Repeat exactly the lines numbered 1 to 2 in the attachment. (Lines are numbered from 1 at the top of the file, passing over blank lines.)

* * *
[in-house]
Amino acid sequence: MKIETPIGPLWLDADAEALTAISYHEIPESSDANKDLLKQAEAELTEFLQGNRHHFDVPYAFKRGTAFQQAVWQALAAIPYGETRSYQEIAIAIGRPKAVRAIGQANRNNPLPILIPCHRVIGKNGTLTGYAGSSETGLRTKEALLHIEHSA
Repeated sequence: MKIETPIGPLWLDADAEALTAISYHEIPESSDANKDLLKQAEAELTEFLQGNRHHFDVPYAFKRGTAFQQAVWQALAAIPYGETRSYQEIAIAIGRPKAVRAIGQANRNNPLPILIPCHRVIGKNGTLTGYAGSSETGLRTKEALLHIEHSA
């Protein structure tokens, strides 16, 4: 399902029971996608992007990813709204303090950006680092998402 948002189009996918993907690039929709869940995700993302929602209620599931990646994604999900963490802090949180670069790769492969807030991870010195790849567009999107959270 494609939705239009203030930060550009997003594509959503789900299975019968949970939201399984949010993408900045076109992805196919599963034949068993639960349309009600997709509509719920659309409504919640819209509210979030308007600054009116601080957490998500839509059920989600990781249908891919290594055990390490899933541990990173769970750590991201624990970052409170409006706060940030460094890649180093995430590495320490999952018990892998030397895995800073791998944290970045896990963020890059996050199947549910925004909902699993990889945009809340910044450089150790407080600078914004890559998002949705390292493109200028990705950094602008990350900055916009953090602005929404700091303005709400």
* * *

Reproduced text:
[in-house]
Amino acid sequence: MKIETPIGPLWLDADAEALTAISYHEIPESSDANKDLLKQAEAELTEFLQGNRHHFDVPYAFKRGTAFQQAVWQALAAIPYGETRSYQEIAIAIGRPKAVRAIGQANRNNPLPILIPCHRVIGKNGTLTGYAGSSETGLRTKEALLHIEHSA